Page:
District moves ahead with design-build process
Five designs of the Thayer Central Community Schools district were presented at the School Facilities special meeting Oct. 14 of the Thayer Central Board of Education.
Superintendent Drew Harris estimated about 40 people attended.
“I think it went well,” Harris said about the meeting. “We’re trying to keep the public informed as we move forward.”
The designs were a slide show of five ways the district could renovate and build to address the critical, high and medium needs as identified by the district’s Facilities Committee.
Clarks Enersen Partners out of Lincoln presented the slides, and included the construction specifics of the first phase, which was decided by the committee, school and staff.
The approximately $3.5 million project will dip into the district’s building fund. The district will borrow as much as $2.2 million per a state statute formula that allows school districts to borrow two times what their building funds generate in one year.
Districts can pay the loan back over a period of four years.
“We would want to pay off the borrowed money before phase 2 is started,” Harris said during the meeting.
The district is not going to raise taxes.
“We’ve already set the levy. It will not go up from that,” Harris said.
Features of the first phase will change the Intermediate facility to include eight classrooms (should the primary school be vacated); an office area for reception and the principal; new restrooms and renovation to existing restrooms; tornado safety areas; indoor play area; special education rooms; an updated heating and cooling system; new carpeting; and keyless entry.
Harris was pleased with the tornado safety call by the committee – the district was already thinking about the safety of its students.
“It was one thing we were really hoping to get done,” Harris said.
The facilities committee first met in June of 2014 to consider the future of the primary building and discuss portable classrooms, the high school’s future and overall construction and renovations.
After the nearly $13 million bond election failed in May of 2014, the school community met to brainstorm a new plan.
Committee Member Chad Oswald said there were roughly 60 to 70 people at that meeting. Subsequent meetings saw attendance dwindle, but the thought was to form a sub-committee.
From that first group of 60 to 70, the focus had narrowed to about eight to 10 community members regularly attending meetings.
The committee honed in, and the project became more detailed, Oswald said.
The facilities sub-committee brought a plan of action to the school board in February. Come spring, the committee was examining construction models and decided on the design-build model because of the advantages it offers.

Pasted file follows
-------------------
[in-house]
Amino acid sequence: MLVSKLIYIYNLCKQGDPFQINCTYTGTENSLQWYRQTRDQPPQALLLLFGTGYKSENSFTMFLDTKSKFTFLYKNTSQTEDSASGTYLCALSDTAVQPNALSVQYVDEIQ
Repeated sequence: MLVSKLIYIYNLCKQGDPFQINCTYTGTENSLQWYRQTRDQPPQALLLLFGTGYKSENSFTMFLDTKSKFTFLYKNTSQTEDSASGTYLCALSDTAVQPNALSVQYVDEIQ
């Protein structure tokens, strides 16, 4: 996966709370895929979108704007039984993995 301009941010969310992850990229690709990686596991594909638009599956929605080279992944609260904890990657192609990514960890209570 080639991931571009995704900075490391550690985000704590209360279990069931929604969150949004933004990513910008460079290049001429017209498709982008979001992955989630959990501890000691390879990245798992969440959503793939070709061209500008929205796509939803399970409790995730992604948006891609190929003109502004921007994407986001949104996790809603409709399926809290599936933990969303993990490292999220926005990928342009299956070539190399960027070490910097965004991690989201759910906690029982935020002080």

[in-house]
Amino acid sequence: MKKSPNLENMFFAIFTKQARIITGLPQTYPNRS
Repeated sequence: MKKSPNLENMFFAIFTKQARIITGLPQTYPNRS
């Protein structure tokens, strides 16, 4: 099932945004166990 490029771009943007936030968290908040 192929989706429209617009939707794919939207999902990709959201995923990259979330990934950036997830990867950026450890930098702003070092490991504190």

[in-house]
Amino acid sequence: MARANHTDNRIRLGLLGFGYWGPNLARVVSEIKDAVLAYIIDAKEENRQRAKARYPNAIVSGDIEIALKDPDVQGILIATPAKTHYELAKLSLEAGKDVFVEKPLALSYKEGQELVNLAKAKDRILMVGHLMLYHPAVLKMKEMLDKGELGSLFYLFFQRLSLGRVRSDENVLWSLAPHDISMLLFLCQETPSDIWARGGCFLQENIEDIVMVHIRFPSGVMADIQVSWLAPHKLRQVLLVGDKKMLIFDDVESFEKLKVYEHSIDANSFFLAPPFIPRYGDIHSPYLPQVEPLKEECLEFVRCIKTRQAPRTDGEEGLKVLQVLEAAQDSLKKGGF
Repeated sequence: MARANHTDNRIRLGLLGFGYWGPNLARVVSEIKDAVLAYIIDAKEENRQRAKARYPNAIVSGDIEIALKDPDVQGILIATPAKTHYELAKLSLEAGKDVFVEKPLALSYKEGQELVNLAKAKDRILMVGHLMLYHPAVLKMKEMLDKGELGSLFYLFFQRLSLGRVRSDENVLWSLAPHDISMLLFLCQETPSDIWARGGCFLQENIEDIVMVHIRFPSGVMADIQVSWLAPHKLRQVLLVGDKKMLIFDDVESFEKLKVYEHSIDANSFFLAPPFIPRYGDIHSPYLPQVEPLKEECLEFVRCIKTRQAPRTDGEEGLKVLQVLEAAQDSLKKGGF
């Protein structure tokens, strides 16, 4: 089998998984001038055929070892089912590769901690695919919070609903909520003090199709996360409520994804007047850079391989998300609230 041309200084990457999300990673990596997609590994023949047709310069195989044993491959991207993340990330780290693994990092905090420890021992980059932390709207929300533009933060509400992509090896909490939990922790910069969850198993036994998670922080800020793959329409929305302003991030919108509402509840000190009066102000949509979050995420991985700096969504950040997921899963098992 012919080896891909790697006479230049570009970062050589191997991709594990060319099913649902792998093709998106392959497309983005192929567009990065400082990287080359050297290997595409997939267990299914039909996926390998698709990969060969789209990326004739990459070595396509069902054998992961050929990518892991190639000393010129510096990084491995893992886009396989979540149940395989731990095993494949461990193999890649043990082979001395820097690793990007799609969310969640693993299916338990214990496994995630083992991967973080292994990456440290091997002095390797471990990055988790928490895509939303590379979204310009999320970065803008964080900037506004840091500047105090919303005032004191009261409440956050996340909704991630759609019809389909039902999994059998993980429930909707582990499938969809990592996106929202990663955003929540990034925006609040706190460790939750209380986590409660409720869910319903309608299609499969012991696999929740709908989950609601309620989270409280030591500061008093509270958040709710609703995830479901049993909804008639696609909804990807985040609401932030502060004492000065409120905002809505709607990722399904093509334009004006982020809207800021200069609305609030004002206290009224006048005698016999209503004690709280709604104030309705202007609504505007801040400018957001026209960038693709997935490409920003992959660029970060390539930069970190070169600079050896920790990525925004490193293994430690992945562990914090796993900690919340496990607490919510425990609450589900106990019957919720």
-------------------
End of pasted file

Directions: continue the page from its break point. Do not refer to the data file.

A set, fixed cost before construction and shorter timeline are two features of the design-build model. On the downside, projects require more attention from their owners and the fixed cost may be difficult to set.
The remaining two models the committee mulled were the design-bid-build and construction management.
The first was good for competitive bidding, but bad for budgets because costs could change during project construction.
The construction management model provided for costs projected early on, but had the potential pick up overhead costs later on.
The design-build model places the contractor and architect in one entity hired by the district. The team designates a “guaranteed maximum price,” which is based on a performance criteria developer or PCD.
Clarks Enersen was selected to be the district’s performance criteria developer or PCD after the school board sought proposals, beginning in June with Clarks Enersen selected in the summer.
The firm’s responsibilities fall under four focuses: to develop criteria that will essentially guide the larger process; help the district select a design-build team and oversee construction; and monitor the construction to ensure the developed criteria is met.
Potential design-build teams had until Oct. 16 to submit letters of interest to the district. A special board of education meeting Oct. 19 set aside time for discussion on the letters.
Three contractor/architect teams were selected by the school board for interviews Dec. 10. Board members will take about one hour per team for the interviews, and they will conduct the interviews at a public meeting.
Harris said the meeting could easily go for three hours.
The three teams are Sampson Construction and Wilkins Architecture out of Lincoln; Ayars and Ayars, Lincoln; and JLC Incorporated from York with Omaha firm, The Schemmer Associates.
The five designs presented by the district’s PCD include ideas to align athletic areas, construct a larger commons area and corridor system to connect the building and design a courtyard area surrounded by classrooms.